FRISCO - In the early 1990s, after it became clear that Jimmy Johnson was co-architecting the Dallas Cowboys upward, I wrote a newspaper profile on the former college coach that featured a sentence that read something like this:
I wouldn't want to be Jimmy Johnson's dad, brother, son, nephew, or neighbor. But I'd want him to run my football team.
I felt it was a dead-on characterization of the man, though it certainly wasn't exactly a "traditional compliment.'' And therefore, out of courtesy (fear?), I called Johnson and was granted a visit to his Valley Ranch office.
Before publication, I read my sentence to him.
He didn't cuss me out. He didn't kick me out.
Jimmy Johnson smiled his deep-dimpled smile. He loved it.
That aspect of Johnson - whose commitment to work was such that he famously "divorced his wife to marry the Cowboys'' but just as importantly but more low-key moved into a nice-but-not-luxurious house within two blocks of Valley Ranch so he could get to work in three minutes - was the foundation of his success. He has surely become a more devoted father and friend.
But back then, his disinterest in celebrating Christmas, for instance, was no bit. It was very real. Johnson was single-minded and ruthless.
In the best way.
Which brings me to Urban Meyer.
Meyer is ruthless enough to have announced in public, on TV, that he might just covet the Dallas Cowboys job - never mind that it was the middle of the 2019 season and that Dallas already had a coach. Doing that was a violation of coaching ethics.
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Meyer - as his college competition would attest - does not care about coaching ethics.
Meyer is ruthless enough to have recently flirted with the University of Texas about its not-yet-at-the-time vacancy, only to finally tell the Longhorns that his health precluded him from taking the job. As I wrote at the time, Urban's real motivation in talking to Texas was to screw with nemesis Tom Herman. And in the end, given that Herman was later fired in favor of Steve Sarkisian, Urban's front-stab probably worked.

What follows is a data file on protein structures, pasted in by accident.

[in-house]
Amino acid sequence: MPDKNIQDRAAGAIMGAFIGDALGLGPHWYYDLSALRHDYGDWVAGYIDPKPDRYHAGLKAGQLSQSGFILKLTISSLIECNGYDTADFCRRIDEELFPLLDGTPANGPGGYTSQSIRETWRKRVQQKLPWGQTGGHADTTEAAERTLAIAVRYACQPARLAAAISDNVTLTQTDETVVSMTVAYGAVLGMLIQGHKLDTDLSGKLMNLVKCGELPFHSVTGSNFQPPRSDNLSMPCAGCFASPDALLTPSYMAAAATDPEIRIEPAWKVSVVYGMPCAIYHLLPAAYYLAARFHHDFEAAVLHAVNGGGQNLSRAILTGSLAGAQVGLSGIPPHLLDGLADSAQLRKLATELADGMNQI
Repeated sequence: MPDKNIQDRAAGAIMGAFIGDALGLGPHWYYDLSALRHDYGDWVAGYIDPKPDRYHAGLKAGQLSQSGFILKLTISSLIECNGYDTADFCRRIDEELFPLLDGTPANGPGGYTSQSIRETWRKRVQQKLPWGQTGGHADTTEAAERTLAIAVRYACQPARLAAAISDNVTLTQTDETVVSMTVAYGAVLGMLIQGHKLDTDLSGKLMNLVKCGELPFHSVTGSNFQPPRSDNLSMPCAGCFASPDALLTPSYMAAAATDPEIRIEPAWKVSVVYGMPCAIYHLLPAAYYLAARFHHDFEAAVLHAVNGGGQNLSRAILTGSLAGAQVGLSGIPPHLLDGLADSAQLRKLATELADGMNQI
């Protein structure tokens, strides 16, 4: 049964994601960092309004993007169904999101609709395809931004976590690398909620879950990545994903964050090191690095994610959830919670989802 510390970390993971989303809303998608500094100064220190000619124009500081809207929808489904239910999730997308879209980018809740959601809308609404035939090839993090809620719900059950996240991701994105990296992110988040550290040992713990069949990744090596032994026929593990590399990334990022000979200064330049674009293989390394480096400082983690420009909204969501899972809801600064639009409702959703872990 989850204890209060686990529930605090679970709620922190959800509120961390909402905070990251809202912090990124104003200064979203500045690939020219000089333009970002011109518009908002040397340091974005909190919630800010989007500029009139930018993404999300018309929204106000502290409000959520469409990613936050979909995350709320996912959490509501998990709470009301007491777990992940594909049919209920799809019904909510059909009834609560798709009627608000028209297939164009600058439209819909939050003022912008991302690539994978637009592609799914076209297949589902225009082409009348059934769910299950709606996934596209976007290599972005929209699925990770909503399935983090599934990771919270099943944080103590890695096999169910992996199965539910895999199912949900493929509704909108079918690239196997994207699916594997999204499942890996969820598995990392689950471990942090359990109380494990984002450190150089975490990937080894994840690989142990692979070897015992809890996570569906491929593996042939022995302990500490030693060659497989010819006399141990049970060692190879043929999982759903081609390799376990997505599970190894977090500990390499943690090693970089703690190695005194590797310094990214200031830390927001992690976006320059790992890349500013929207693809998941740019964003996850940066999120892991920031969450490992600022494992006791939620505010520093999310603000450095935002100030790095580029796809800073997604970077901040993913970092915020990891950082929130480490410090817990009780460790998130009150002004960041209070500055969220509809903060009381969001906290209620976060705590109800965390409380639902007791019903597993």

Suddenly, Urban Meyer is "healthy'' and he's taking over the Jacksonville Jaguars. The very short version of the Meyer-Longhorns dance is that Urban lied to the powers-that-be, telling them that he would have to decline their job offer in Austin because of health issues ...
That suddenly, in Jacksonville, are not issues at all.
The transition from college coach (Meyer was wildly successful at Florida and Ohio State and probably would have been so at UT) to the NFL is not always a smooth one. There are no guarantees in Jacksonville relative to Dallas, in part because while Johnson and owner Jerry Jones took over a 1989 Cowboys franchise that was struggling, it was still the Cowboys - "America's Team'' covered in soot and dust, but "America's Team'' still.
Meyer will take over a Jags franchise with a small fan base and an absent tradition and a connection to America so wobbly that it's often rumored that owner Shahid Khan will move it to London. But Meyer will have the No. 1 overall pick in this NFL Draft and then he'll have a QB like Trevor Lawrence, as the 1989 Cowboys did with Troy Aikman.
So yes, there is a good chance that Urban Meyer in Jacksonville will mimic Jimmy Johnson in Dallas. And yes, there is a good chance that Meyer would've kicked ass in Austin - but that he never truly planned on taking this job, that it was simply a way to elbow Herman in the face while also raising his NFL-bound profile.
In flirting with Urban Meyer, Texas "danced with the Devil.'' His ruthlessness was the attraction ... and his ruthlessness is why UT was left empty-handed, hoping Steve Sarkisian can do the job instead.
But the job probably won't get done quite like Urban Meyer would've done it. And why? Mostly because ... I wouldn't want to be Urban Meyer's dad, brother, son, nephew, or neighbor. But I'd want him to run my football team.
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